18/09/20 | Press Release
Esri Ireland survey reveals more than 40% of Irish adults broke lockdown restrictions
More than two in five Irish adults flouted lockdown measures during the height of the pandemic, a survey from a digital mapping firm found.
Geographic information systems (GIS) firm Esri Ireland’s report found that 44% of adults in Ireland travelled outside the imposed 2km, 5km or 20km restricted travel radius for reasons other than essential journeys.
The lure of meeting loved ones, stretching the legs and browsing in shops proved too much for those who breached conditions, the survey of more than 1,000 adults found.
Conducted by Censuswide on behalf of Esri Ireland, the survey discovered that the top three non-essential reasons for people breaching local travel restrictions were to meet family members (17%), get more exercise (16%), and gain access to a wider choice of shops (14%).
Almost two-thirds of people in Ireland postponed or cancelled holidays abroad in 2020, with nearly a quarter opting for holiday breaks around the country in place of their original plans.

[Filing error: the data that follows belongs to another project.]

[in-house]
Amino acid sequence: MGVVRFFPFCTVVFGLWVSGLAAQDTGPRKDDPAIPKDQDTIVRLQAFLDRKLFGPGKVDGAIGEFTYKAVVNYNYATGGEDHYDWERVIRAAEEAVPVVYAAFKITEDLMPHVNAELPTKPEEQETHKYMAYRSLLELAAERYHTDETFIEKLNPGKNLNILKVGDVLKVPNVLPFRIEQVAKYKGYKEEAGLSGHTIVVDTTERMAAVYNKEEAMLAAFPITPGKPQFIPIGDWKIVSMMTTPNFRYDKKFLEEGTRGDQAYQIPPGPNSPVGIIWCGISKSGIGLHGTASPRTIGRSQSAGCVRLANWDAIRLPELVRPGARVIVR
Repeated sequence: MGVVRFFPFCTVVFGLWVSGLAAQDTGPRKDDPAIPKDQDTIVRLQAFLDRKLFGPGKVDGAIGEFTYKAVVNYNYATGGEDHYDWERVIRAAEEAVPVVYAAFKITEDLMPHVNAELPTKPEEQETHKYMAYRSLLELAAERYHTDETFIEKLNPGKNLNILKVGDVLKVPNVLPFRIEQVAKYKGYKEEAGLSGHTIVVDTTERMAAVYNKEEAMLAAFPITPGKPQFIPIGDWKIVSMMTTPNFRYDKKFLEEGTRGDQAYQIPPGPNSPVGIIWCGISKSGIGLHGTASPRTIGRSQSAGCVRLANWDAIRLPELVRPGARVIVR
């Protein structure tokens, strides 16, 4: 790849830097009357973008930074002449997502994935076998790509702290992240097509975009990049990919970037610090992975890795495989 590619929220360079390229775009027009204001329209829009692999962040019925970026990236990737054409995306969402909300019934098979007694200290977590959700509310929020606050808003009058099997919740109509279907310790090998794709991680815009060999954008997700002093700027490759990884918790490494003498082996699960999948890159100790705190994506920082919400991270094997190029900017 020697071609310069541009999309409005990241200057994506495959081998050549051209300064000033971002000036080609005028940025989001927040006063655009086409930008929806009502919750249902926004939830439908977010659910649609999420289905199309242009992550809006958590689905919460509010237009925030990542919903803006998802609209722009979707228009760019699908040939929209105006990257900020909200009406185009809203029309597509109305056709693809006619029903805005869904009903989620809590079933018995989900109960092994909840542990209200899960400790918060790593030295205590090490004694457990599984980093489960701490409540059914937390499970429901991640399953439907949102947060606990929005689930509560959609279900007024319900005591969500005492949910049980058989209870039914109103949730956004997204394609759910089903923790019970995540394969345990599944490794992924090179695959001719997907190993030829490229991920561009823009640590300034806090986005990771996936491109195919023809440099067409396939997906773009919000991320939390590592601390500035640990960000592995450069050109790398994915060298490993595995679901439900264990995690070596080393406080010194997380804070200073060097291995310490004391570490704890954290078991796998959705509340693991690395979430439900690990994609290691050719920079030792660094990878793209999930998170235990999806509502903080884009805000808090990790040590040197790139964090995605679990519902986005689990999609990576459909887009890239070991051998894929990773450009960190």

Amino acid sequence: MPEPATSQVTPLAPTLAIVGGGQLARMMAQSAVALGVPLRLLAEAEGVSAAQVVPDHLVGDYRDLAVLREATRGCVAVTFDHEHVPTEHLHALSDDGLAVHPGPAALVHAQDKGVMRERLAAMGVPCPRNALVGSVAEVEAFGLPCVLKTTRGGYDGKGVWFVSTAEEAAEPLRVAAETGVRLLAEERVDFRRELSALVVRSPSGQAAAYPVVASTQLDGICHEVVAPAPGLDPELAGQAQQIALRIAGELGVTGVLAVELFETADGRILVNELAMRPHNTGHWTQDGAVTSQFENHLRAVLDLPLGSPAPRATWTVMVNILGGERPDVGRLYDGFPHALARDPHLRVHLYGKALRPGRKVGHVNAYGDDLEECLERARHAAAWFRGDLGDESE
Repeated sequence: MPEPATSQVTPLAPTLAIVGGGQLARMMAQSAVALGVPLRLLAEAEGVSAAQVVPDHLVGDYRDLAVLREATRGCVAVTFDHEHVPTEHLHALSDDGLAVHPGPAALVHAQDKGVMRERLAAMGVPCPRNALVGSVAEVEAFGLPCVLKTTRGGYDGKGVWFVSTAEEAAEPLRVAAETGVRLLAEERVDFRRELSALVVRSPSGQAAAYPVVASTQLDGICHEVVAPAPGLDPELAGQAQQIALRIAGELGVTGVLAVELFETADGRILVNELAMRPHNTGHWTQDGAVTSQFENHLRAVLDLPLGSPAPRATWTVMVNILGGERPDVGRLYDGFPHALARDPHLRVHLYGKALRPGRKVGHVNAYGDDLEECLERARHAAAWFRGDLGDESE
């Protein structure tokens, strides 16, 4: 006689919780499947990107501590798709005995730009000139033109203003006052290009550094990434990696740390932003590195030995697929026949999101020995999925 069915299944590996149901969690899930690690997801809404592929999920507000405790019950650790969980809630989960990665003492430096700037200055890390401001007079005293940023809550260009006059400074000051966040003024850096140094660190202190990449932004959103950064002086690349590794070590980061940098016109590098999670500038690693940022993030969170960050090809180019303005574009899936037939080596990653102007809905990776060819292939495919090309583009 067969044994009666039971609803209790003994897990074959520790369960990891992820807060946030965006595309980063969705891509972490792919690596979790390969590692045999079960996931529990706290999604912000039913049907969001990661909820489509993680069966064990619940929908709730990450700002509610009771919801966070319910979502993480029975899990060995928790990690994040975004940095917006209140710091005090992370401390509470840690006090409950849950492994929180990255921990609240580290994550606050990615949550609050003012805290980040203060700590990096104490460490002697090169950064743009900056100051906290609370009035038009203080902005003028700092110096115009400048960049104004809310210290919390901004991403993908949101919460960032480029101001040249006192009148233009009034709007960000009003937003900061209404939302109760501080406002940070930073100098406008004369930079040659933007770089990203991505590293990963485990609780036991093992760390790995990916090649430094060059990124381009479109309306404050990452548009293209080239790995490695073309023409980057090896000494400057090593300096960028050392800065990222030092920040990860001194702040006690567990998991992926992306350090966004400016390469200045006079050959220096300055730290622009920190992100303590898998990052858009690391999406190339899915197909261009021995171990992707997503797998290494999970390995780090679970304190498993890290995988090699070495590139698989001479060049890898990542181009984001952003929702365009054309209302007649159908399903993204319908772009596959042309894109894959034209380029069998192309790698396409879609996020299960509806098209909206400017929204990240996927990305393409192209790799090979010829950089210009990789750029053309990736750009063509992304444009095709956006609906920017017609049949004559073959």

Those aged under 25 were twice as likely as those over 25 to still travel abroad in 2020 as planned.
Esri Ireland said it commissioned the independent research to better understand how people in Ireland are navigating the new realities of life during the pandemic.
People also believe that geography and science should have more emphasis within the education system in the wake of the crisis, the survey also found.
Some 55% of respondents believe that geography and science lessons are more important following the outbreak of Covid-19.
Having been removed as a core Junior Certificate subject in 2018, some 59% now believe that geography should be reinstated as a mandatory subject for Junior Certificate students.
Managing director of Esri Ireland, Paul Sinnott, said location, place, and geography play a key role in terms of containing localised outbreaks, limiting the spread of the virus across borders and helping the public to understand and visualise these restrictions.
“It’s reassuring to see the majority of people recognise the importance of geography and science in modern education," he said.
"Geographic knowledge empowers us to think critically, see the big picture, and solve problems."